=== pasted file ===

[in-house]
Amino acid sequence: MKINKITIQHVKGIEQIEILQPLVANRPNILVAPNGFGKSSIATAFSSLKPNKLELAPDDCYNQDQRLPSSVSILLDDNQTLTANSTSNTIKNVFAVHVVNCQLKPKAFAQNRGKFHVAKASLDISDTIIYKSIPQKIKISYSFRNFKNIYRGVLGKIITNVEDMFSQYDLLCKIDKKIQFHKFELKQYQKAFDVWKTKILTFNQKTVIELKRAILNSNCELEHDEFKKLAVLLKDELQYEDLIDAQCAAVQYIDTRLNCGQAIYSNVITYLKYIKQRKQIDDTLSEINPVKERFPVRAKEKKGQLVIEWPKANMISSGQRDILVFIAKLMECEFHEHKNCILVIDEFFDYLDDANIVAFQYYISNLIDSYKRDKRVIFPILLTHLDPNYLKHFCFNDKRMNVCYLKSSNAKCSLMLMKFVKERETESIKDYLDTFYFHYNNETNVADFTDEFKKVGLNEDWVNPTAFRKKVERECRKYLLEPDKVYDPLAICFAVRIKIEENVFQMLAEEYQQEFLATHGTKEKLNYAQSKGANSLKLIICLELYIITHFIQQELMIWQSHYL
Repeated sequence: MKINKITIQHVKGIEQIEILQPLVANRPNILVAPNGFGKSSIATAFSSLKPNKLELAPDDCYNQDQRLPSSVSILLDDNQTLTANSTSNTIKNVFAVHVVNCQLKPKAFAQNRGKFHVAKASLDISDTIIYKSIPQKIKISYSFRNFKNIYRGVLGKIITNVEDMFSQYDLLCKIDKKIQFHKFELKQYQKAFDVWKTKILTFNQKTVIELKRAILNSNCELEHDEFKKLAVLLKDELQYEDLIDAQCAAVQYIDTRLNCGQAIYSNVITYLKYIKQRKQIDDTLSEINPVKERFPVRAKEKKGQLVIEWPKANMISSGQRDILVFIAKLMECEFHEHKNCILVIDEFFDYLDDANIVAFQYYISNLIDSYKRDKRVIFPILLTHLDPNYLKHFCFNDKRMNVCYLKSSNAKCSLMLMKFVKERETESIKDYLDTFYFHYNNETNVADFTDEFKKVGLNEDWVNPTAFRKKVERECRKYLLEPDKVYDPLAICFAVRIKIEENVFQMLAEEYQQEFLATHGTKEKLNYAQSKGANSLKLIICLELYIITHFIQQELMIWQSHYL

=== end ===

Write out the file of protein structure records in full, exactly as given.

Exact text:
[in-house]
Amino acid sequence: MKINKITIQHVKGIEQIEILQPLVANRPNILVAPNGFGKSSIATAFSSLKPNKLELAPDDCYNQDQRLPSSVSILLDDNQTLTANSTSNTIKNVFAVHVVNCQLKPKAFAQNRGKFHVAKASLDISDTIIYKSIPQKIKISYSFRNFKNIYRGVLGKIITNVEDMFSQYDLLCKIDKKIQFHKFELKQYQKAFDVWKTKILTFNQKTVIELKRAILNSNCELEHDEFKKLAVLLKDELQYEDLIDAQCAAVQYIDTRLNCGQAIYSNVITYLKYIKQRKQIDDTLSEINPVKERFPVRAKEKKGQLVIEWPKANMISSGQRDILVFIAKLMECEFHEHKNCILVIDEFFDYLDDANIVAFQYYISNLIDSYKRDKRVIFPILLTHLDPNYLKHFCFNDKRMNVCYLKSSNAKCSLMLMKFVKERETESIKDYLDTFYFHYNNETNVADFTDEFKKVGLNEDWVNPTAFRKKVERECRKYLLEPDKVYDPLAICFAVRIKIEENVFQMLAEEYQQEFLATHGTKEKLNYAQSKGANSLKLIICLELYIITHFIQQELMIWQSHYL
Repeated sequence: MKINKITIQHVKGIEQIEILQPLVANRPNILVAPNGFGKSSIATAFSSLKPNKLELAPDDCYNQDQRLPSSVSILLDDNQTLTANSTSNTIKNVFAVHVVNCQLKPKAFAQNRGKFHVAKASLDISDTIIYKSIPQKIKISYSFRNFKNIYRGVLGKIITNVEDMFSQYDLLCKIDKKIQFHKFELKQYQKAFDVWKTKILTFNQKTVIELKRAILNSNCELEHDEFKKLAVLLKDELQYEDLIDAQCAAVQYIDTRLNCGQAIYSNVITYLKYIKQRKQIDDTLSEINPVKERFPVRAKEKKGQLVIEWPKANMISSGQRDILVFIAKLMECEFHEHKNCILVIDEFFDYLDDANIVAFQYYISNLIDSYKRDKRVIFPILLTHLDPNYLKHFCFNDKRMNVCYLKSSNAKCSLMLMKFVKERETESIKDYLDTFYFHYNNETNVADFTDEFKKVGLNEDWVNPTAFRKKVERECRKYLLEPDKVYDPLAICFAVRIKIEENVFQMLAEEYQQEFLATHGTKEKLNYAQSKGANSLKLIICLELYIITHFIQQELMIWQSHYL